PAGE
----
This page contains information for middle school teachers participating in the New Mexico OpenSciEd Middle School Expansion initiative.
OpenSciEd Unit Implementation Schedule:
|IMPLEMENTATION SCHEDULE – Cohort 1|
|Grade Level||Year 1||Year 2||Year 3|
|Semester 1||Semester 2||Semester 1||Semester 2||Semester 1||Semester 2|
To access the OpenSciEd materials, utilize this link: https://www.openscied.org/about-instructional-materials/. All the OpenSciEd materials (student-facing and teacher-facing) are freely available for download from their site. You will need to create a free account on the site. This scope and sequence is also available which shows the standards addressed in each unit, aligned to the Recommended Integrated Middle School Course Map.
Next semester, your facilitators will train you to implement Unit 6.2.
Here is a preview of Unit 6.2:
6.2 Unit: How can containers keeps stuff from warming up or cooling down?
What keeps different cups or containers from warming up or cooling down? Students begin this 6th grade science unit by experimenting whether a new plastic cup sold by a store keeps a drink colder for longer than the regular plastic cup that comes free with the drink. Students find that the drink in the regular cup warms up more than the drink in the special cup. This prompts students to identify features of the cups that are different, such as the lid, walls, and hole for the straw, that might explain why one drink warms up more than the other.
In this 6th grade science unit, students investigate the different cup features they conjecture to explain the phenomenon, starting with the lid. They model how matter can enter or exit the cup via evaporation. However, they find that in a completely closed system, the liquid inside the cup still changes temperature. This motivates the need to trace the transfer of energy into the drink as it warms up. Through a series of lab investigations and simulations, students find two ways to transfer energy into the drink: (1) the absorption of light and (2) thermal energy from the warmer air around the drink. They are then challenged to design their own drink container that can perform as well as the store-bought container, following a set of design criteria and constraints.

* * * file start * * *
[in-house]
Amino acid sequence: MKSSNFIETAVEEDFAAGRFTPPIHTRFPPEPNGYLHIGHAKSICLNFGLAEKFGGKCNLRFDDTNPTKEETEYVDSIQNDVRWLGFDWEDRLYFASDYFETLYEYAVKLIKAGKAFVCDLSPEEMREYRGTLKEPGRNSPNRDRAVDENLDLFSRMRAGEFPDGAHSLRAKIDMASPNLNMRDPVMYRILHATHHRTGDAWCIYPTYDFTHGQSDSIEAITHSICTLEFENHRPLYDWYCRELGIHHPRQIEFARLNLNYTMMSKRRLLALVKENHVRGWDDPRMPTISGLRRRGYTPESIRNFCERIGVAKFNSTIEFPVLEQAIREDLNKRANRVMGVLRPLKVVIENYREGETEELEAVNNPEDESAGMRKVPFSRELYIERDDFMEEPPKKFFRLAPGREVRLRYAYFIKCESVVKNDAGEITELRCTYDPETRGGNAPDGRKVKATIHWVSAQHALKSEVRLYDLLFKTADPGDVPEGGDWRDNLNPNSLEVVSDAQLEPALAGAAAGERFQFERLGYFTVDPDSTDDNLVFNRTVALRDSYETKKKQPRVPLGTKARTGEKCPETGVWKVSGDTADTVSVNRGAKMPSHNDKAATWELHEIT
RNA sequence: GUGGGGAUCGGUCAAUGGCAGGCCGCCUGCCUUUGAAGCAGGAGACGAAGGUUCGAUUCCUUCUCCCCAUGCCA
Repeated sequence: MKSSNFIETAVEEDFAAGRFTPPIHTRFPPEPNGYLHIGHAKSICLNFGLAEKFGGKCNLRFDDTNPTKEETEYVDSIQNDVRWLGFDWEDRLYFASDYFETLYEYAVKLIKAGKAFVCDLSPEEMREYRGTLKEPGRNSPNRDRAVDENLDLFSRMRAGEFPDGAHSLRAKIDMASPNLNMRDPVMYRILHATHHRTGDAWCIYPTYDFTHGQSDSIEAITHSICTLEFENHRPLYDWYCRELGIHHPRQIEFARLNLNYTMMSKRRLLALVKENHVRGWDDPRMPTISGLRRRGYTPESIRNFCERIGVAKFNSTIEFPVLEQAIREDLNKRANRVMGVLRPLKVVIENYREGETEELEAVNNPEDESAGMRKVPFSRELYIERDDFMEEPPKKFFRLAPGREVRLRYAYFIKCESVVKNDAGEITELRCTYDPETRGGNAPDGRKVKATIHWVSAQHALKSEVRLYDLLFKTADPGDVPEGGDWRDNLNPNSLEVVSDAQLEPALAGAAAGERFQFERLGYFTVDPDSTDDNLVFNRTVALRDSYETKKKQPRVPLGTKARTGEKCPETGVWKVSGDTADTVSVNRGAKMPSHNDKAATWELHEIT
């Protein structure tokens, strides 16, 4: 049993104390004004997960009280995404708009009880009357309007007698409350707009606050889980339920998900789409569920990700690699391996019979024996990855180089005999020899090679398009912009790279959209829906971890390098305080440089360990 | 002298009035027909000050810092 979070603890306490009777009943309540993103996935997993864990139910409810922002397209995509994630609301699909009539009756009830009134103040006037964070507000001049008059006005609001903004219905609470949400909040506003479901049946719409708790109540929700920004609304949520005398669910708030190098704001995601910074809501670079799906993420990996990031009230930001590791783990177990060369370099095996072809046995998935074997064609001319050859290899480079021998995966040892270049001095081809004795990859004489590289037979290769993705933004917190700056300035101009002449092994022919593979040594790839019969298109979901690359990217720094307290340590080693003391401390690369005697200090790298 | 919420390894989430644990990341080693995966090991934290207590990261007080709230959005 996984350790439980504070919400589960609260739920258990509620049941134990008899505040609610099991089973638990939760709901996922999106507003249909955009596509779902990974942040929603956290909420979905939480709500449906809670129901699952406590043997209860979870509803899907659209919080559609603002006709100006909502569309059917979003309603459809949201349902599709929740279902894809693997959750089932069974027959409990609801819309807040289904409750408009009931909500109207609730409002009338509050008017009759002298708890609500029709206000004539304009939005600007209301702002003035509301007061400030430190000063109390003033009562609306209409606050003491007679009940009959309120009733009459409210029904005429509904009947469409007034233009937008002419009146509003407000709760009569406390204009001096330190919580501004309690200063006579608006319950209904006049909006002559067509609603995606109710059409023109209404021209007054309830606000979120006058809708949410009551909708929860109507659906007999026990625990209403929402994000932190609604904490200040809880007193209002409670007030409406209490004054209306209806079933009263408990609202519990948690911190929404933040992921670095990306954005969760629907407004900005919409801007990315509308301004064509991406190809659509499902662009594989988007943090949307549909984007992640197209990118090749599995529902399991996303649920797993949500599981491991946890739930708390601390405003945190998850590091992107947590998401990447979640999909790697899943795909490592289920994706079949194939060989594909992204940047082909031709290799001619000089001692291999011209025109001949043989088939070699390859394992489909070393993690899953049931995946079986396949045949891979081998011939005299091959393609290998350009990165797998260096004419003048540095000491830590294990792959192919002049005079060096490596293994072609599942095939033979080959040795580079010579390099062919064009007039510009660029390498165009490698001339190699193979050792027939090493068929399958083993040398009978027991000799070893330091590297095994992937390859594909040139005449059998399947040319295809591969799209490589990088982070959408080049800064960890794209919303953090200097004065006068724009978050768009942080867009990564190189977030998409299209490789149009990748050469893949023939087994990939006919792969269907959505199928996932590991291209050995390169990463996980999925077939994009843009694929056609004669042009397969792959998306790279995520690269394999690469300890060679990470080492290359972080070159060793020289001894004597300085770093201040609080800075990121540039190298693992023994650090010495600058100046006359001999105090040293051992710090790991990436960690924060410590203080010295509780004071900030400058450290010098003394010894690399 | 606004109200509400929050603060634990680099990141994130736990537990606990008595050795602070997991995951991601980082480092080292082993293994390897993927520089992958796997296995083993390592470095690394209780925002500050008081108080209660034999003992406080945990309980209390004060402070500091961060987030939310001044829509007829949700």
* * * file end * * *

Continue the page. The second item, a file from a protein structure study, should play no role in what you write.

The prerequisite math concepts for this unit are:
Beginning in Lesson 4 and throughout the unit, students focus on pooling and then averaging test results and building an understanding of temperature as a measure of average particle movement. They take measurements in the tenth or hundredth in decimal points, and must consider negative and positive numbers as they mass systems. Prerequisite math concepts that may be helpful include:
- CCSS.Math.Content.5.NBT.A.3 Read, write, and compare decimals to thousandths.
- CCSS.Math.Content.5.NBT.A.4 Use place value understanding to round decimals to any place.
- CCSS.Math.Content.6.SP.A.3 Recognize that a measure of center for a numerical data set summarizes all of its values with a single number, while a measure of variation describes how its values vary with a single number.
- CCSS.MATH.CONTENT.6.NS.C.5 Understand that positive and negative numbers are used together to describe quantities having opposite directions or values (e.g., temperature above/below zero, elevation above/below sea level, debits/credits, positive/negative electric charge); use positive and negative numbers to represent quantities in real-world contexts, explaining the meaning of 0 in each situation.